- Associated Press - Saturday, June 30, 2012

WIMBLEDON, ENGLAND (AP) - Brian Baker’s career can easily be explained with numbers: Five operations, six years away from tennis, a ranking of 458th at the start of this year.

The latest number to add to the list sounds a whole lot better: fourth round of Wimbledon.

Baker’s career renaissance just keeps getting better at the All England Club, as the now 126th-ranked American advanced into the second week by beating Benoit Paire of France 6-4, 4-6, 6-1, 6-3 _ a victory that also is expected to move him into the top 80.

“It’s been unreal,” Baker said. “It’s crazy kind of what’s going on. But I’m still trying to stay focused on the task at hand and not get too wrapped around.”

The ordeal he’s been through is helping him remain grounded and focused.

“I’ve always been confident in my game. I always knew I was a good player,” Baker said. “It was just whether the body would cooperate and whether I could get more than even six, eight, 12 months healthy and able to play.”

Baker was an up-and-comer who reached the French Open junior final as a teenager in 2003. But a couple of months after playing in the 2005 U.S. Open, Baker needed left hip surgery. Then another one on his right hip and after that a second one on his left.

Just as he was returning in 2008, he had to undergo an elbow surgery that required about three years for a full recovery.

“At one point you’re like, `Why is my body not cooperating? Am I ever going to get out to play?’” Baker said.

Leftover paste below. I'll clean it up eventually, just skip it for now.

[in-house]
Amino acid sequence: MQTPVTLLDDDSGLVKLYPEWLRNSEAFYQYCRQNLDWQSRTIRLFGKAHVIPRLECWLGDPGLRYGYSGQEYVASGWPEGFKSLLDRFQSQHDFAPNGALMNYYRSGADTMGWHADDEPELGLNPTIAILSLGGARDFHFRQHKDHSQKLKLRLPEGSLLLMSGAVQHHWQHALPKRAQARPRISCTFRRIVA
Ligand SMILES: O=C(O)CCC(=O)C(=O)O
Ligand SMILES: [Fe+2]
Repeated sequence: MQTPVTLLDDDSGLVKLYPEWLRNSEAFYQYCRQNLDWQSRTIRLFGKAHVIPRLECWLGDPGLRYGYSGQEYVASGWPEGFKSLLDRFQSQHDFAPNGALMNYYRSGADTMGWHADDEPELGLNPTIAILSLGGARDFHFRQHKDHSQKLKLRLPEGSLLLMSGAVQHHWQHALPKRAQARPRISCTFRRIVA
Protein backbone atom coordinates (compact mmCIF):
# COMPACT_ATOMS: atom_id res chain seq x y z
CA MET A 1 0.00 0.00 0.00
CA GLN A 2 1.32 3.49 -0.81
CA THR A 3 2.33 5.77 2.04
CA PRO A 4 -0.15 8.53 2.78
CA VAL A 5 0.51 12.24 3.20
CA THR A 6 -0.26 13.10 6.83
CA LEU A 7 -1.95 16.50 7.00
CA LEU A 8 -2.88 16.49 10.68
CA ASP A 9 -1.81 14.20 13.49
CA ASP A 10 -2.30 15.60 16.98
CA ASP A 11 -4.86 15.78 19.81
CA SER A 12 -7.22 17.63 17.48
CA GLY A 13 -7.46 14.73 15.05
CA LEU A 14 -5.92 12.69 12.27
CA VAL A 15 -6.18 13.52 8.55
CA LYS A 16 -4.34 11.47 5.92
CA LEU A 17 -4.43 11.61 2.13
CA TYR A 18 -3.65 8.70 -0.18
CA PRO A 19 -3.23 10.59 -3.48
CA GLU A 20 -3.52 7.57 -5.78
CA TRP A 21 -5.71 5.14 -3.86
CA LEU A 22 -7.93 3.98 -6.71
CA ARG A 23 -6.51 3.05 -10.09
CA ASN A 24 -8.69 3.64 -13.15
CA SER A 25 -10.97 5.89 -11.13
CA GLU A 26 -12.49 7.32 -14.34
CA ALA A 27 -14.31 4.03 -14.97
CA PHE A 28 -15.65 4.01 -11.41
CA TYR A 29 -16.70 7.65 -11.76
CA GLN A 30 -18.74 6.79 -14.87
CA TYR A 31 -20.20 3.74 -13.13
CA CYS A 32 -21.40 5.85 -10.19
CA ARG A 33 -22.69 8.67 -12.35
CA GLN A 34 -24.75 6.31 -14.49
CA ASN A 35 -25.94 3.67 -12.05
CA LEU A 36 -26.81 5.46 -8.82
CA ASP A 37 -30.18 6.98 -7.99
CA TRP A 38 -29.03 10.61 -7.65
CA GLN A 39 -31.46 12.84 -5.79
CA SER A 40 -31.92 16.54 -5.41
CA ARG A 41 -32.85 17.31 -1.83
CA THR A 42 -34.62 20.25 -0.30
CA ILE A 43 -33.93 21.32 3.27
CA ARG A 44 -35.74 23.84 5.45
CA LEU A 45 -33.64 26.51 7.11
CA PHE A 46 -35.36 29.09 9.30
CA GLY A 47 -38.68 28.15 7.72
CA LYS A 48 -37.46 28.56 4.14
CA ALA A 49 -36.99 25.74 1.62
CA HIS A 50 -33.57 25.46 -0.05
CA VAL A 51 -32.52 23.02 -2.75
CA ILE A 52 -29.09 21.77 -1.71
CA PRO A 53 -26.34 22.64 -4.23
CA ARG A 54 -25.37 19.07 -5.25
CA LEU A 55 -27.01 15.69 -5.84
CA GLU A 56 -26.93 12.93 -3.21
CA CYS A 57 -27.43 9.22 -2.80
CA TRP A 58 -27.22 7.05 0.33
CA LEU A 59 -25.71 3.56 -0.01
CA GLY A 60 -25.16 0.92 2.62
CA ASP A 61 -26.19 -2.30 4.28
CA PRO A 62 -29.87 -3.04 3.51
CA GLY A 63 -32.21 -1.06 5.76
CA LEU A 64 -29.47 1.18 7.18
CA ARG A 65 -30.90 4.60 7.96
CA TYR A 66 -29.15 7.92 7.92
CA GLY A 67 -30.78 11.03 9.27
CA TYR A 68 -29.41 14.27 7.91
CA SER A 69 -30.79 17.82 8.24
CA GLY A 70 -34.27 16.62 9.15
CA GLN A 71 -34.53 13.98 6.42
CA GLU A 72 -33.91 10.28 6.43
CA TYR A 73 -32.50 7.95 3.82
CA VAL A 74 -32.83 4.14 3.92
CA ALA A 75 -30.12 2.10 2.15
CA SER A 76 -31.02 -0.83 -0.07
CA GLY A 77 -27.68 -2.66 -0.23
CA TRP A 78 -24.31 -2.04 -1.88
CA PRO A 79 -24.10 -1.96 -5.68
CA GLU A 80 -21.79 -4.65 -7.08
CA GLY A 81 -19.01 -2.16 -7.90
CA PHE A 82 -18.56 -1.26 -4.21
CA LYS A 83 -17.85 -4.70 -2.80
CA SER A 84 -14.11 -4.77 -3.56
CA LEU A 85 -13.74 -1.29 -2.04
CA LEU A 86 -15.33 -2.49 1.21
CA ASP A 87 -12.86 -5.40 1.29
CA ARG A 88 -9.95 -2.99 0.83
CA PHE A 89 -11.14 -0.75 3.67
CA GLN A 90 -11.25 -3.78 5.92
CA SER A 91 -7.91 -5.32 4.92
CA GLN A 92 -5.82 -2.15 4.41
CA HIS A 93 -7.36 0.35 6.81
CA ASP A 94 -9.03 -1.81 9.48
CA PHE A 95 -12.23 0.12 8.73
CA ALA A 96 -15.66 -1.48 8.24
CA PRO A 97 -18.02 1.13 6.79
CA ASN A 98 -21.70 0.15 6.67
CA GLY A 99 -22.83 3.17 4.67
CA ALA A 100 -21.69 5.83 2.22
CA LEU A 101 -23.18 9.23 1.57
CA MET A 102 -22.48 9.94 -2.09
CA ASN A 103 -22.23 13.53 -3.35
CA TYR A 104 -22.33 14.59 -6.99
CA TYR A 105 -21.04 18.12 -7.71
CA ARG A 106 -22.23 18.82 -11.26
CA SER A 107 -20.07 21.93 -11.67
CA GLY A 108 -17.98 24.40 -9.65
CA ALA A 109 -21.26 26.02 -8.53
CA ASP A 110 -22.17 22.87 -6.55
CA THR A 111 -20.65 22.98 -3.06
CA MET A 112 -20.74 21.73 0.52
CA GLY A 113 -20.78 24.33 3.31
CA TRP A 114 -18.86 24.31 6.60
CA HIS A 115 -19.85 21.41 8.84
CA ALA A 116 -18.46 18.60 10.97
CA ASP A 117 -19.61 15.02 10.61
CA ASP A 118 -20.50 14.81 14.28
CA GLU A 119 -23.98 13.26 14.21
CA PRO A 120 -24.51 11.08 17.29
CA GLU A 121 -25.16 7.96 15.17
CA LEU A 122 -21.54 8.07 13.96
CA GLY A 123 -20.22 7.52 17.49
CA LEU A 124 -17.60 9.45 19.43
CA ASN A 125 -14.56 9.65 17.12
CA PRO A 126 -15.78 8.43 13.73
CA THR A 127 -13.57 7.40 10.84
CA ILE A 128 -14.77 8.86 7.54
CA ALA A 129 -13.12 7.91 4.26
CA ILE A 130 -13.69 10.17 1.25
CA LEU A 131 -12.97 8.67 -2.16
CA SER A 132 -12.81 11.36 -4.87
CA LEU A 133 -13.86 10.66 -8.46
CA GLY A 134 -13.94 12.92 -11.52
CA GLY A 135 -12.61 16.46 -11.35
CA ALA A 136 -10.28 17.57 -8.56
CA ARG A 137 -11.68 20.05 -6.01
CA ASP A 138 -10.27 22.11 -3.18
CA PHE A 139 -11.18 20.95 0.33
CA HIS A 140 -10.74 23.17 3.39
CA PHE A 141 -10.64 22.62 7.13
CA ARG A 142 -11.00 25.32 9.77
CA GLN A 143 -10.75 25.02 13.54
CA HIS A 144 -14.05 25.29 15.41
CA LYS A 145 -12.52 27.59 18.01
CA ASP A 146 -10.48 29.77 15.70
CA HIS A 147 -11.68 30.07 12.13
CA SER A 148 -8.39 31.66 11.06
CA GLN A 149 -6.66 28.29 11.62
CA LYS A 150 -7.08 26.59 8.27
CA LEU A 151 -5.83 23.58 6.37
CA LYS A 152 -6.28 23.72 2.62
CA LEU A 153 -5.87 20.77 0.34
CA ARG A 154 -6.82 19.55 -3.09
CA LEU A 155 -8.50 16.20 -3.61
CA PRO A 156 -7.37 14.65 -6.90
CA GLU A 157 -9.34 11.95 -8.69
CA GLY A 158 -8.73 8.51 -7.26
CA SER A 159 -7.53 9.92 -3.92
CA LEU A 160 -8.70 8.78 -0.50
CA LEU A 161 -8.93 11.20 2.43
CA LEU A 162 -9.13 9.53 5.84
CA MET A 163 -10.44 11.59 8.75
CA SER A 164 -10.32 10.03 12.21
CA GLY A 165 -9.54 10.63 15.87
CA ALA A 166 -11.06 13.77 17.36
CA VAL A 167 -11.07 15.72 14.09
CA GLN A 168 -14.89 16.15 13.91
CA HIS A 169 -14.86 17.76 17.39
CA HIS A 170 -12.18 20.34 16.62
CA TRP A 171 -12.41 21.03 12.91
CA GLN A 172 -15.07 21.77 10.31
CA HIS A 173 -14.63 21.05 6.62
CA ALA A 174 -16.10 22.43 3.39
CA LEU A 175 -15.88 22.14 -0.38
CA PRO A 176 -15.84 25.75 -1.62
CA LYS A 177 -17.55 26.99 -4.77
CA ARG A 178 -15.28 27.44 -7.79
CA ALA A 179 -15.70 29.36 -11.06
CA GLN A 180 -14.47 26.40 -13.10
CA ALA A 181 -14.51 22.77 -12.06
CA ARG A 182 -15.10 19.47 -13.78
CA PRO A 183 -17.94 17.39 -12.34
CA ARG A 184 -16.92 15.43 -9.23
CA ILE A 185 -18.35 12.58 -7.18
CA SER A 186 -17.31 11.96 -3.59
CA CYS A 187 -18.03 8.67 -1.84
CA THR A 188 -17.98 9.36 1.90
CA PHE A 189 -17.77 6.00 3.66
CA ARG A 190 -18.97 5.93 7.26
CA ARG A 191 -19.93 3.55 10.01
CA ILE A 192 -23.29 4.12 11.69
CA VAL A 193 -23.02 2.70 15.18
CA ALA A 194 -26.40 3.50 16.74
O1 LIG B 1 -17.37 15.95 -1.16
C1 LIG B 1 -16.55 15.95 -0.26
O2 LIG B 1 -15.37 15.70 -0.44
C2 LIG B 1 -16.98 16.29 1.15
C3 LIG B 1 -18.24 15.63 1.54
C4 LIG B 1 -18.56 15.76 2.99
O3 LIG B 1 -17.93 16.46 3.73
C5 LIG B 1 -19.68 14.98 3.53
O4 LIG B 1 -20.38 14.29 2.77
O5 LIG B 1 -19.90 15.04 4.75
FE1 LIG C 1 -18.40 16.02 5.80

The 27-year-old from Nashville, Tenn., did return.

He played in several clay-court tournaments in the U.S. this year to earn a wild card for the French Open _ his first major tournament in 6 1/2 years. He lost to 13th-ranked Gilles Simon in the second round.

It was the clay-court performance in the Nice tournament that boosted Baker’s confidence after he reached his first career ATP final. After three wins at Wimbledon, there are a lot of people starting to believe in his ability.

“It’s just great to see. Everyone loves a comeback story,” said Andy Roddick, the three-time Wimbledon runner-up, who was beaten by David Ferrer of Spain in the third round Saturday.

“You think of people who are off for six months and it’s tough to come back. Hell, six years, I can’t imagine that,” Roddick said.

“He just fell off the map,” said fellow American Mardy Fish, who is playing his first tournament since undergoing a procedure on his heart in May. He beat David Goffin to reach the fourth round at Wimbledon on Saturday.

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